At the age of 16, just about every young man is ready to slide behind the wheel of a car-any car. Even without the car guy mentality, driving is fun, especially in the beginning. For Kentucky's Preston Edmonds, his first car is the one on these pages, but a lot has changed over the years. Obviously, being an '83 Camaro, this was no powerhouse from the factory, but Preston didn't mind. He racked up thousands of miles on the car and began modifying it one step at a time, as his budget allowed. After 18 years and lots of hard work, it's a super-clean machine and plenty fast, too.
Preston found the car in a local newspaper and it was everything he wanted. Third-gen styling was (and is) still fresh and Preston was happy with its performance. As time passed, his hot rodding instincts kicked in, and he made a few changes. More modifications were on the way, and it would be an endless cycle until this very day. At 34 years of age, he's still buying parts for it here and there, but it fits his tastes for the most part. Preston spends plenty of time at the helm of this clean and simple Camaro, and enjoys thrashing on it on a regular basis.
Underneath, Preston's Camaro is equipped with all sorts of goodies, but the unibody structure is basically stock, aside from the weld-in Southside Machine subframe connectors. Since drag racing was the main focus, he modified the suspension in order to transfer weight to the rear tires and keep the car stable throughout the run. The first order of business was to swap the original shocks for a pair of Lakewood 90/10 shocks up front. He retained the original power brake setup, but upgraded to slotted rotors fore and '89 Camaro disc brakes aft. For steering, he installed a manual box from an S-10 pickup to eliminate the weight and parasitic loss from the pump.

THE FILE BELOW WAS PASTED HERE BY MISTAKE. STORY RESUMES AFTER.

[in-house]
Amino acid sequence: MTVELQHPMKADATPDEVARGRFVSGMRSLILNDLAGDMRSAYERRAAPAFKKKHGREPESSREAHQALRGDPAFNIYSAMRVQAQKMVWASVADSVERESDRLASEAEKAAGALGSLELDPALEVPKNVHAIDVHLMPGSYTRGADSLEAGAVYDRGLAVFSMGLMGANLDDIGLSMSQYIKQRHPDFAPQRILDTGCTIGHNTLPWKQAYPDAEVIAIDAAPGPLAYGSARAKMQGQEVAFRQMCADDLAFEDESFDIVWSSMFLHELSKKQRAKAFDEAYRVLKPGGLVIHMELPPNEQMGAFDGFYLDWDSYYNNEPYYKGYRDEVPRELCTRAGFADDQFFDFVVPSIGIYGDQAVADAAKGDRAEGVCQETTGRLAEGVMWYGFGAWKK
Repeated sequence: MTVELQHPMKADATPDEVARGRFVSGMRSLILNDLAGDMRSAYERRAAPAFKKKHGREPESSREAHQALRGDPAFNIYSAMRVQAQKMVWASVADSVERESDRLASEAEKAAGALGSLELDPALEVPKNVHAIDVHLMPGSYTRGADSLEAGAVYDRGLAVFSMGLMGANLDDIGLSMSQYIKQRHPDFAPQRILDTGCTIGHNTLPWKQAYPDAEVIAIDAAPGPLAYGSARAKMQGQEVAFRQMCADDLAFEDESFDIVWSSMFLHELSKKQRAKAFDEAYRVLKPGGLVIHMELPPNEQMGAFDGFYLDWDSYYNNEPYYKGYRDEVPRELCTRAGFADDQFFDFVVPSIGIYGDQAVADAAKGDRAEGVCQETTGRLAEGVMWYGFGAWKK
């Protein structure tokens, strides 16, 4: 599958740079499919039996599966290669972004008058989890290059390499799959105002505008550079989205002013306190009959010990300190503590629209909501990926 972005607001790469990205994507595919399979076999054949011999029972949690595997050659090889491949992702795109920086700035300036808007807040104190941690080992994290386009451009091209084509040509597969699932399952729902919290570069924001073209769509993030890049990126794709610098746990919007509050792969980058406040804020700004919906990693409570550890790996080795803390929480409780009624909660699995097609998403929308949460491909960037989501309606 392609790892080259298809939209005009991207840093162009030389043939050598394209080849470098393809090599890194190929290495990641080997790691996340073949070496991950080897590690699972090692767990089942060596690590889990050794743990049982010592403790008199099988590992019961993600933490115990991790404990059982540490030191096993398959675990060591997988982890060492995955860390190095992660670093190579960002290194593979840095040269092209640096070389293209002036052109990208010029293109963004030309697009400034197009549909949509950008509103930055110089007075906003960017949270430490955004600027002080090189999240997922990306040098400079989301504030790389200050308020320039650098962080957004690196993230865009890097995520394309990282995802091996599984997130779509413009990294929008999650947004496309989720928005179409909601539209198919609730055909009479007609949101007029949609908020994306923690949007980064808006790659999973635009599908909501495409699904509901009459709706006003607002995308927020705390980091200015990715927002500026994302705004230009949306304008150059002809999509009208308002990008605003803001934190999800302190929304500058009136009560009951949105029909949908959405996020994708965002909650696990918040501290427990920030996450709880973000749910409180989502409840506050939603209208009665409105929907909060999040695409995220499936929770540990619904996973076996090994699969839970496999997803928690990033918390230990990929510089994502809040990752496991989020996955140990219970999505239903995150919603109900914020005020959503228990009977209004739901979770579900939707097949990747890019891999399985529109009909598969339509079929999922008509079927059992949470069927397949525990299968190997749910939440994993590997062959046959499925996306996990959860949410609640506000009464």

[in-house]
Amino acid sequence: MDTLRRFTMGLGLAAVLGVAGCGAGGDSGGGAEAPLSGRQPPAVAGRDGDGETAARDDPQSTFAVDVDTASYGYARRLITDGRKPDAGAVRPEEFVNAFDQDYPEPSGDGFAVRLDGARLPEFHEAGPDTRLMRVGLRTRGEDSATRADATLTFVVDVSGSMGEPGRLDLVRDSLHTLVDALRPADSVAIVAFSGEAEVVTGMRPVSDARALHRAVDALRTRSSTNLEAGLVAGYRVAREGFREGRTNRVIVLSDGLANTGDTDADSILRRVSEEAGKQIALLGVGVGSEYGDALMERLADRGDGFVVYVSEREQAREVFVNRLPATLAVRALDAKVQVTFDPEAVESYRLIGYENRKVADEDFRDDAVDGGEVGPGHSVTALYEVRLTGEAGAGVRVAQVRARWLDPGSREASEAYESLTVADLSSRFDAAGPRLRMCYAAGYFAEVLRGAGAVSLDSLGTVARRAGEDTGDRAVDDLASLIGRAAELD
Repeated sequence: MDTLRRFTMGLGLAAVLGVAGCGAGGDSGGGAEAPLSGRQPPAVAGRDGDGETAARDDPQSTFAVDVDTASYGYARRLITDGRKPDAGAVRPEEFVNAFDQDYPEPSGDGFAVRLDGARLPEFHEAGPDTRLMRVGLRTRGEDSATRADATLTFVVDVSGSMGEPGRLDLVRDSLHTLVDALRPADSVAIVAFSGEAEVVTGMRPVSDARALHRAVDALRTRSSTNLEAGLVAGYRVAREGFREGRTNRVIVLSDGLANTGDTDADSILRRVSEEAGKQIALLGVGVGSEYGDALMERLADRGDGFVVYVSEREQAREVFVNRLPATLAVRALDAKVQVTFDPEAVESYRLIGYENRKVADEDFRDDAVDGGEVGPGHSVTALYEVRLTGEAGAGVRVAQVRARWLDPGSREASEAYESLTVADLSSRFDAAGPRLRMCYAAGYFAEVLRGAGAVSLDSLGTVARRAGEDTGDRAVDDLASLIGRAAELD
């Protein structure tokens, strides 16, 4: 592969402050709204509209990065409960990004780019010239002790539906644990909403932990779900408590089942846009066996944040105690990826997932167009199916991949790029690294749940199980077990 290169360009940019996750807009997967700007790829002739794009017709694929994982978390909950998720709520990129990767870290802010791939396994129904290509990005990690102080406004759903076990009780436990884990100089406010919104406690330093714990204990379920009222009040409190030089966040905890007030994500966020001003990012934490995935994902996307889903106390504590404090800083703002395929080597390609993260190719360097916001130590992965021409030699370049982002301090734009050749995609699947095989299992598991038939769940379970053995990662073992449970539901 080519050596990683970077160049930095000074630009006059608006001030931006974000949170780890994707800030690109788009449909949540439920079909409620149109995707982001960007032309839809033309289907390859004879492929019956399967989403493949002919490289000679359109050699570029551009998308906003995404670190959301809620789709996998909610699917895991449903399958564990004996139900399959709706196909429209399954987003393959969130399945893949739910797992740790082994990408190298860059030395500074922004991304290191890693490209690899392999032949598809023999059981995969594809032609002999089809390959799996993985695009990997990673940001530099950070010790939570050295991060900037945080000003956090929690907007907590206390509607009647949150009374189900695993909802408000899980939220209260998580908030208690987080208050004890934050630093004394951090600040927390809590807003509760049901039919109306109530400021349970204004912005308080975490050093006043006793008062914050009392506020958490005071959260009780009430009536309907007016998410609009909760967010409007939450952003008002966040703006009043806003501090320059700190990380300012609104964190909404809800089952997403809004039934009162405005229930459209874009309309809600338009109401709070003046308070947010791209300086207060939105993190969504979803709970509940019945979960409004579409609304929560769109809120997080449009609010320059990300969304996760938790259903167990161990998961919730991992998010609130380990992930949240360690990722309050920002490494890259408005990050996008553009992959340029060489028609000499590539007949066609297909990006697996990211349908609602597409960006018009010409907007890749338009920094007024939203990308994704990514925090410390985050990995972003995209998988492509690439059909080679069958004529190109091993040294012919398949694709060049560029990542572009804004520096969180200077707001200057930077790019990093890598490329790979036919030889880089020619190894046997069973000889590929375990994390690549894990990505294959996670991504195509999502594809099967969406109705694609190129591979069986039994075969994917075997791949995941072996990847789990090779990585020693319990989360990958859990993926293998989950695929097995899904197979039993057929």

One of the key ingredients to power application is a good rear end, so Preston tossed the original 7.5-inch 10-bolt housing for a Moser 9-inch unit setup for a third generation Camaro. Inside the housing, you'll find a 3.70 gear set and spool, which send the 31-spline axles into motion. He shoved the well-equipped rear into place, using a set of Lakewood lower control arms and a Spohn torque arm, and he swapped in a pair of V6 Camaro coil springs for additional squat off the line. To control it all, he installed Rancho nine-way adjustable shocks, so he could dial it in to his liking.
For rolling stock, Preston bolted up a set of Weld Racing Draglites, measuring 15x3.5 front and 15x8 rear, all four wearing Mickey Thompson rubber. The 275/50R15 drag radials provide ample traction and allow Preston to hit the highway anytime he wants, but he has a set of rollers strictly for the street as well.
Another factor in this car's drivability is the engine. It's a healthy setup, built for nitrous oxide, but it runs on 93-octane pump gas, so cruising it around town doesn't make a big dent in Preston's wallet. He definitely spent a few coins on building the engine, but he did most of the work himself. Tuckers Machine in Murray, Kentucky, handled the machining on the 400 block and balanced the rotating assembly, but Preston did the rest. First, he installed the Lunati crankshaft, and slid the Probe Industries pistons and six-inch Hawks Racing connecting rods into the freshly-honed cylinders. This combination of forged components results in a bulletproof bottom end, so Preston doesn't worry when he hits the go-fast button.